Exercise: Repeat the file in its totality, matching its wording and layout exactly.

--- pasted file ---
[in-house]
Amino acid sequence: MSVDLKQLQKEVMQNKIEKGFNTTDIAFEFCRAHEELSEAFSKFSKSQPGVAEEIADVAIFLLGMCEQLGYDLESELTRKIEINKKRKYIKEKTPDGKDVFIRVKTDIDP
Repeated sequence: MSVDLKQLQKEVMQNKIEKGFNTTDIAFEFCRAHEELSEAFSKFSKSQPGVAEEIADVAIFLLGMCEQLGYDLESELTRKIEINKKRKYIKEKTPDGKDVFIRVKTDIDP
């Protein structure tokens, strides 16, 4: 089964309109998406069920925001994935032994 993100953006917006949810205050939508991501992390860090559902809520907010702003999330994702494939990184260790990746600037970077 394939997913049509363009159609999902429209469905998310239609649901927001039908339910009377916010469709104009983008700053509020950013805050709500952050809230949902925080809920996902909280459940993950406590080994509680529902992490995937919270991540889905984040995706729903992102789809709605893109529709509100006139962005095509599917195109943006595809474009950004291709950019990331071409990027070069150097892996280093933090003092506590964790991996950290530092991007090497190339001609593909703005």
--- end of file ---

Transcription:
[in-house]
Amino acid sequence: MSVDLKQLQKEVMQNKIEKGFNTTDIAFEFCRAHEELSEAFSKFSKSQPGVAEEIADVAIFLLGMCEQLGYDLESELTRKIEINKKRKYIKEKTPDGKDVFIRVKTDIDP
Repeated sequence: MSVDLKQLQKEVMQNKIEKGFNTTDIAFEFCRAHEELSEAFSKFSKSQPGVAEEIADVAIFLLGMCEQLGYDLESELTRKIEINKKRKYIKEKTPDGKDVFIRVKTDIDP
């Protein structure tokens, strides 16, 4: 089964309109998406069920925001994935032994 993100953006917006949810205050939508991501992390860090559902809520907010702003999330994702494939990184260790990746600037970077 394939997913049509363009159609999902429209469905998310239609649901927001039908339910009377916010469709104009983008700053509020950013805050709500952050809230949902925080809920996902909280459940993950406590080994509680529902992490995937919270991540889905984040995706729903992102789809709605893109529709509100006139962005095509599917195109943006595809474009950004291709950019990331071409990027070069150097892996280093933090003092506590964790991996950290530092991007090497190339001609593909703005």